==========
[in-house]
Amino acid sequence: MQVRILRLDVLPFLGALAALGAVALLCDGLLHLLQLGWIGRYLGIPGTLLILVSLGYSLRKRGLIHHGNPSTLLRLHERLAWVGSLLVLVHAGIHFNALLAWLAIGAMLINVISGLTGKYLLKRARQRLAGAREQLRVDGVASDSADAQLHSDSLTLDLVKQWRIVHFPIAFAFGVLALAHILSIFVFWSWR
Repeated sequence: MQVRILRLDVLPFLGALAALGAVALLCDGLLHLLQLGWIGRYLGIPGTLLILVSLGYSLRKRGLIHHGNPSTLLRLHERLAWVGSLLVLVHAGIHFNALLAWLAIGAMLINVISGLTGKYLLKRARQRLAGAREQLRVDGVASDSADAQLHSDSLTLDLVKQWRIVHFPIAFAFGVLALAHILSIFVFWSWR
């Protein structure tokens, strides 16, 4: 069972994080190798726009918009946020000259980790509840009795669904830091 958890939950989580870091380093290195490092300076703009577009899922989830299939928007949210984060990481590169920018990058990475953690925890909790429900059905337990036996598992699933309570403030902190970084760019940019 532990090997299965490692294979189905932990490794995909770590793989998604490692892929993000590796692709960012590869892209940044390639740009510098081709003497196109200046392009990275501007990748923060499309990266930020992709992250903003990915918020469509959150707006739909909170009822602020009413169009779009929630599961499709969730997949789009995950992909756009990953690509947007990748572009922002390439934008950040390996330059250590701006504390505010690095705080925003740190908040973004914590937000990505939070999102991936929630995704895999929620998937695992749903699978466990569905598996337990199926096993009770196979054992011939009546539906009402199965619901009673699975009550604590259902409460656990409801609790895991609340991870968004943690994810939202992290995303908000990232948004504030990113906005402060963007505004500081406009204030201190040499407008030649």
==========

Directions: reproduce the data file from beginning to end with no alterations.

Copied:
[in-house]
Amino acid sequence: MQVRILRLDVLPFLGALAALGAVALLCDGLLHLLQLGWIGRYLGIPGTLLILVSLGYSLRKRGLIHHGNPSTLLRLHERLAWVGSLLVLVHAGIHFNALLAWLAIGAMLINVISGLTGKYLLKRARQRLAGAREQLRVDGVASDSADAQLHSDSLTLDLVKQWRIVHFPIAFAFGVLALAHILSIFVFWSWR
Repeated sequence: MQVRILRLDVLPFLGALAALGAVALLCDGLLHLLQLGWIGRYLGIPGTLLILVSLGYSLRKRGLIHHGNPSTLLRLHERLAWVGSLLVLVHAGIHFNALLAWLAIGAMLINVISGLTGKYLLKRARQRLAGAREQLRVDGVASDSADAQLHSDSLTLDLVKQWRIVHFPIAFAFGVLALAHILSIFVFWSWR
């Protein structure tokens, strides 16, 4: 069972994080190798726009918009946020000259980790509840009795669904830091 958890939950989580870091380093290195490092300076703009577009899922989830299939928007949210984060990481590169920018990058990475953690925890909790429900059905337990036996598992699933309570403030902190970084760019940019 532990090997299965490692294979189905932990490794995909770590793989998604490692892929993000590796692709960012590869892209940044390639740009510098081709003497196109200046392009990275501007990748923060499309990266930020992709992250903003990915918020469509959150707006739909909170009822602020009413169009779009929630599961499709969730997949789009995950992909756009990953690509947007990748572009922002390439934008950040390996330059250590701006504390505010690095705080925003740190908040973004914590937000990505939070999102991936929630995704895999929620998937695992749903699978466990569905598996337990199926096993009770196979054992011939009546539906009402199965619901009673699975009550604590259902409460656990409801609790895991609340991870968004943690994810939202992290995303908000990232948004504030990113906005402060963007505004500081406009204030201190040499407008030649």